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If Roberto Mancini was indignant after his team’s loss to Manchester United, Walter Mazzarri had reason to be irate. Manchester City’s boss spent his post-match interviews insisting his team was the better side in Sunday’s Manchester Derby, but his team’s perceived dominance was nothing compared to the pressure Napoli maintained on Inter Milan throughout Sunday’s match at the San Siro.

Unfortunately, just like City, Napoli came up short, dropping the 2-1 result and a place in the table to Internazionale. The Nerazzurri now sit second in Serie A, four points behind Juventus. Napoli, the other main threat to Juve;s defense, trail by five.

The Azzurri controlled play from the opening kickoff only to see Inter stop prove feisty every time their visitors tried to initiate an attacking move. Napoli’s early energy was defused by a well-timed challenges, clearing balls into the combative midfield before Napoli’s Gokhan Inler and Valon Behrami regained possession and cycled Napoli into a new attack.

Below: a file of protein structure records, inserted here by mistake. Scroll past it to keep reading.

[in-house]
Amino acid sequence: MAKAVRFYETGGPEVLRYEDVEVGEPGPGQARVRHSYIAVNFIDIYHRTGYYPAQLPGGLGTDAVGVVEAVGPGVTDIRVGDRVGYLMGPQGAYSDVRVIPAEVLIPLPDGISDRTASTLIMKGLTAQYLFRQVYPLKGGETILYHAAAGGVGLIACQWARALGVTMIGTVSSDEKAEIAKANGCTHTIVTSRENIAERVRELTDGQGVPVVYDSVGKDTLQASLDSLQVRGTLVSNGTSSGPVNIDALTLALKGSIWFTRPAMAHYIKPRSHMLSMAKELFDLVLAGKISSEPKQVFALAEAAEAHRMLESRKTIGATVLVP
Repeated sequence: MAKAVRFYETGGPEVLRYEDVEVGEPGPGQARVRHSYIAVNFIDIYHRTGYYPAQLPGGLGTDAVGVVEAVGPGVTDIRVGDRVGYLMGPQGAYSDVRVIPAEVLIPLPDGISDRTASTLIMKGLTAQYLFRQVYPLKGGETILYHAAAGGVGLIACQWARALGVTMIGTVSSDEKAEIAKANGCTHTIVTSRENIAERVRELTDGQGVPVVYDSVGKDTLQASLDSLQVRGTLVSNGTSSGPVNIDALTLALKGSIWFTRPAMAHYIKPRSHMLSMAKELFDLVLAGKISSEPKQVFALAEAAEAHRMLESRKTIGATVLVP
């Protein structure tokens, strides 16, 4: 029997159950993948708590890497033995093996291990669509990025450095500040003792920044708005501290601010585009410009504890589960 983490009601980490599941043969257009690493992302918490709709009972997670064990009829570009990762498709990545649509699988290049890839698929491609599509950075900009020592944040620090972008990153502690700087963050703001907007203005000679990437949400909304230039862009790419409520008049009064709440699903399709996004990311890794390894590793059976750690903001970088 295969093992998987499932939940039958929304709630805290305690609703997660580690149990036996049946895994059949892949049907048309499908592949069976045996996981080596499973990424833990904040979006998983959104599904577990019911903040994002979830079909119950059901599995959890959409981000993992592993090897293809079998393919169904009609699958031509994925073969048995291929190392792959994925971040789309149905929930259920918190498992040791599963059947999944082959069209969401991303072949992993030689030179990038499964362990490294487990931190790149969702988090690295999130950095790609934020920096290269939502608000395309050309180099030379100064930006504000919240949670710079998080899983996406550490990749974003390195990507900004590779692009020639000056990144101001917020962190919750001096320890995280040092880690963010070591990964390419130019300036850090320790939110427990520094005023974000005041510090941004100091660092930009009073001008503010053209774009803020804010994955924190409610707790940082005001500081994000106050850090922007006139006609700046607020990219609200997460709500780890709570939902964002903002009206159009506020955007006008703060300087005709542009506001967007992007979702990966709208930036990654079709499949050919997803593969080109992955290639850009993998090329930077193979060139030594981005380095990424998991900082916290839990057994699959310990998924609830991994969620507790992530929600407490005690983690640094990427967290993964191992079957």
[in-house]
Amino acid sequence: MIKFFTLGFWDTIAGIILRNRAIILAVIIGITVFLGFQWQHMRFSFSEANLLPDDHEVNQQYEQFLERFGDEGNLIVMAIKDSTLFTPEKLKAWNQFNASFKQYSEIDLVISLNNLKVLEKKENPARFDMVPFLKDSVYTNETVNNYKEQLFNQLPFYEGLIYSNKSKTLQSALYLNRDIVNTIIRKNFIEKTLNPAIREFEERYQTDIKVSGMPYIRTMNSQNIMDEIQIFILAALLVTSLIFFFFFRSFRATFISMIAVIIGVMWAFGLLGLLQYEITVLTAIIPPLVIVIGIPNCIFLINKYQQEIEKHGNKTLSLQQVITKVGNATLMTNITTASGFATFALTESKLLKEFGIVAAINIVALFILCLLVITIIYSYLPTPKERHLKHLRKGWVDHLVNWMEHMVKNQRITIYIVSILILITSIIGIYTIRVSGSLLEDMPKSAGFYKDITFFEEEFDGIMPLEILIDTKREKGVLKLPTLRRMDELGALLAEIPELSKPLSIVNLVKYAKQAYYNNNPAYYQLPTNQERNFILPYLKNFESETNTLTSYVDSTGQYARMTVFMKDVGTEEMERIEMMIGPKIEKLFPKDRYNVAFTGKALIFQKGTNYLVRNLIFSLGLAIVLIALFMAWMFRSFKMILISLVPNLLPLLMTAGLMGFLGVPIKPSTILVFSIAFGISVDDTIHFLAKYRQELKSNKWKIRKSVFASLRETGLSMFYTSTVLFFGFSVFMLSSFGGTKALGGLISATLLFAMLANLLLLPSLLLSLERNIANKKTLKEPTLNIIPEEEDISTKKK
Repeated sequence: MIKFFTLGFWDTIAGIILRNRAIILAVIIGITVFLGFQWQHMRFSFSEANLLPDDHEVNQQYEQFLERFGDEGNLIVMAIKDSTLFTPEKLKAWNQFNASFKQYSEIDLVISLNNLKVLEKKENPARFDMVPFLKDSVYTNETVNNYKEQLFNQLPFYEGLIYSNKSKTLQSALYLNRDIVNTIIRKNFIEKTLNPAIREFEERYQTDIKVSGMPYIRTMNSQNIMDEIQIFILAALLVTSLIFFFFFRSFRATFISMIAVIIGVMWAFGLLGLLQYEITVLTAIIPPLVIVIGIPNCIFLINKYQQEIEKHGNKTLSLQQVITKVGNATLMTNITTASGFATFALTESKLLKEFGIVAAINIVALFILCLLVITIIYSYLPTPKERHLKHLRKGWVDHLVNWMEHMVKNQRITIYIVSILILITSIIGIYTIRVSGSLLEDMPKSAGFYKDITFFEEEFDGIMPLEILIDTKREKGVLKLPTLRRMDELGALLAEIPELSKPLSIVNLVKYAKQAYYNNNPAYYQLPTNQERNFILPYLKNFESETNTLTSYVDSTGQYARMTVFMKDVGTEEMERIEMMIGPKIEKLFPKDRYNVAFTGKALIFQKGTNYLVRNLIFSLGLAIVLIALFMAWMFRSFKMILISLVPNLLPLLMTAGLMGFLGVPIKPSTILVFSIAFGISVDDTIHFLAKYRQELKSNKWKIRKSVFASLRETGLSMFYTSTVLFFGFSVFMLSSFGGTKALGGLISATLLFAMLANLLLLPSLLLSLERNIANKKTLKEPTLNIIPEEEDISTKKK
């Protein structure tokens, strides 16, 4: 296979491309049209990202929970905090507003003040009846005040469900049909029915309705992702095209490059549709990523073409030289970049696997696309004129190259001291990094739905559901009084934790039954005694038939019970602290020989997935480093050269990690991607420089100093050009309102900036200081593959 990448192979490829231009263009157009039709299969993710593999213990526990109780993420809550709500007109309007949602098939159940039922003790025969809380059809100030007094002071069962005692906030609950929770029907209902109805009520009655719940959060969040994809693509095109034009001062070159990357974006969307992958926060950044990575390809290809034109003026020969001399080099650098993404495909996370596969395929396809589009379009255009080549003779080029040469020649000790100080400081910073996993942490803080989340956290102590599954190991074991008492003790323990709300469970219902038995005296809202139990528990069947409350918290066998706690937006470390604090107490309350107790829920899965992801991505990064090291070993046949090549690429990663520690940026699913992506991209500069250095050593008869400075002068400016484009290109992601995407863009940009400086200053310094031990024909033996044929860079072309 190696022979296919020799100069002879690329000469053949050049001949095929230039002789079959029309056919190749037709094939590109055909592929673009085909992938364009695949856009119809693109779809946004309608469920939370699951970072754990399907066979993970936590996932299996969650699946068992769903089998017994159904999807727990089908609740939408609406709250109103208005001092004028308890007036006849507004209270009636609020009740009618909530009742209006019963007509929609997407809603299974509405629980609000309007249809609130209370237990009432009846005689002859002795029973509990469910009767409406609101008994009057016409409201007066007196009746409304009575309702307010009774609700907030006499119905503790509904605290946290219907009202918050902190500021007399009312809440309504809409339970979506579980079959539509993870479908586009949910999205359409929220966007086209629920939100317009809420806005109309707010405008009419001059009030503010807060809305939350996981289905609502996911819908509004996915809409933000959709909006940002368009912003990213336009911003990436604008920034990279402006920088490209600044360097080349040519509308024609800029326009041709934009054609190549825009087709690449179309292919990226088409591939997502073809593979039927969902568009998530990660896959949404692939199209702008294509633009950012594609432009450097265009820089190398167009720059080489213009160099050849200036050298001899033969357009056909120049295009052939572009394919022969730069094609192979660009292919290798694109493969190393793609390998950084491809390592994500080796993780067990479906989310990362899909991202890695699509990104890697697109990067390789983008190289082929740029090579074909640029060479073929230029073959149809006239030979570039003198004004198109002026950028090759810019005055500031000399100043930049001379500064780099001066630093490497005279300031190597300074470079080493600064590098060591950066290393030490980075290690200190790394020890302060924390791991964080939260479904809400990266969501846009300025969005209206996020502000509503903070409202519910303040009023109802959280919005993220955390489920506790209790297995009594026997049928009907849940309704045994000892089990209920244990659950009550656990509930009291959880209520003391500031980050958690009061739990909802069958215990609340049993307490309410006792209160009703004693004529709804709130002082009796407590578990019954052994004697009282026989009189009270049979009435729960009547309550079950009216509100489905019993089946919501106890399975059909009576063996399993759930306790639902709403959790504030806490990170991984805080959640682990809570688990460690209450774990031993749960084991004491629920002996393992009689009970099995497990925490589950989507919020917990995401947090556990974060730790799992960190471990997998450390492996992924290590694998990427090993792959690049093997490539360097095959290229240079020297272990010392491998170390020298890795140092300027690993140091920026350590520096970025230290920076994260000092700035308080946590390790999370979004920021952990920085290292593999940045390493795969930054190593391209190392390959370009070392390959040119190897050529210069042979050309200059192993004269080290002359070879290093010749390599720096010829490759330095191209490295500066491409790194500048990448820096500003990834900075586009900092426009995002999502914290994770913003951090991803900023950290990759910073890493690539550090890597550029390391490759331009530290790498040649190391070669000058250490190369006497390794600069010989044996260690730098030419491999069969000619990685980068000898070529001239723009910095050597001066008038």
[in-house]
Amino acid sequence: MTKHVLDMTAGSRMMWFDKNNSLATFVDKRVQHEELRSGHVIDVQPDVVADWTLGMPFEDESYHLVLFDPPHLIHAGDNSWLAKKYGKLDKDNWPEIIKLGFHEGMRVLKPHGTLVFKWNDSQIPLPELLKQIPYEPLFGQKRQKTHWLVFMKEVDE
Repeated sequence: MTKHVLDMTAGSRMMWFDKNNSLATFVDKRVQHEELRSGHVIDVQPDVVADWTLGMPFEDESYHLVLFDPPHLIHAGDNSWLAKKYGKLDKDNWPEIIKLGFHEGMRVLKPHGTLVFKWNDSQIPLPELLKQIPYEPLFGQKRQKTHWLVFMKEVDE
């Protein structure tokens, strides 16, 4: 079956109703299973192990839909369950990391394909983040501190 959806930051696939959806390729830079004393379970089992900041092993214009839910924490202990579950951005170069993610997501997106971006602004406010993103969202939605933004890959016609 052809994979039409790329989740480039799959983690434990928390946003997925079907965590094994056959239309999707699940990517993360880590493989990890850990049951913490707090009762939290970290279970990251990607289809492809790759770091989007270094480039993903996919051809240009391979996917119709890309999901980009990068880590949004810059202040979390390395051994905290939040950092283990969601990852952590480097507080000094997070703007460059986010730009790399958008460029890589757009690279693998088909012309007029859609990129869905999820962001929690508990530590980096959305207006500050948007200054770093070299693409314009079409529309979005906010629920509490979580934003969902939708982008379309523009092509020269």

That dynamic changed in the eighth minute when Inter’s Fredy Guarin latched onto a corner from the left, perfectly hitting a ball inside Morgan De Sanctis’s left post for the opener. On a restart from Antonio Cassano lofted well beyond the middle of the area, Guarin connected with the ball just before it hit the ground, an attempt we normally see end up in the stands. This time, Guarin drove the ball on goal while De Sanctis stopped short of the near post to try to maintain position for a cross-goal shot. The gap gave Gaurin enough room for the opener.